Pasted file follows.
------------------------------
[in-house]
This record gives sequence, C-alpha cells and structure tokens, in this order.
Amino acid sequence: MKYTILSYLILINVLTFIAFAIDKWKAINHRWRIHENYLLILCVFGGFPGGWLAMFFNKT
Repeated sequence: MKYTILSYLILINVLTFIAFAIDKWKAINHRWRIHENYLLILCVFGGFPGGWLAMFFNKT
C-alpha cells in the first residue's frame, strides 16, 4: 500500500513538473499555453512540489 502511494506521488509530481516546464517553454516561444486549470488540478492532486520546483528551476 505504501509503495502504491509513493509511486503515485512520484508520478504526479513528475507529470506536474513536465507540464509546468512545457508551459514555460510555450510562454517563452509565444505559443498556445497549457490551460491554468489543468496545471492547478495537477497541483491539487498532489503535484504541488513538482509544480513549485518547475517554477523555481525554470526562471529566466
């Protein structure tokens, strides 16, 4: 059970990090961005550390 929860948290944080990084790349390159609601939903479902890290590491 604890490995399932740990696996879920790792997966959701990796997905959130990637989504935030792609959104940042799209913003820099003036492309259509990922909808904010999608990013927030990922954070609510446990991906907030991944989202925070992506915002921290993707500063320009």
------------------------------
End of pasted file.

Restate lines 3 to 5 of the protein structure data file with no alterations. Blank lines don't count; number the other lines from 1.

Amino acid sequence: MKYTILSYLILINVLTFIAFAIDKWKAINHRWRIHENYLLILCVFGGFPGGWLAMFFNKT
Repeated sequence: MKYTILSYLILINVLTFIAFAIDKWKAINHRWRIHENYLLILCVFGGFPGGWLAMFFNKT
C-alpha cells in the first residue's frame, strides 16, 4: 500500500513538473499555453512540489 502511494506521488509530481516546464517553454516561444486549470488540478492532486520546483528551476 505504501509503495502504491509513493509511486503515485512520484508520478504526479513528475507529470506536474513536465507540464509546468512545457508551459514555460510555450510562454517563452509565444505559443498556445497549457490551460491554468489543468496545471492547478495537477497541483491539487498532489503535484504541488513538482509544480513549485518547475517554477523555481525554470526562471529566466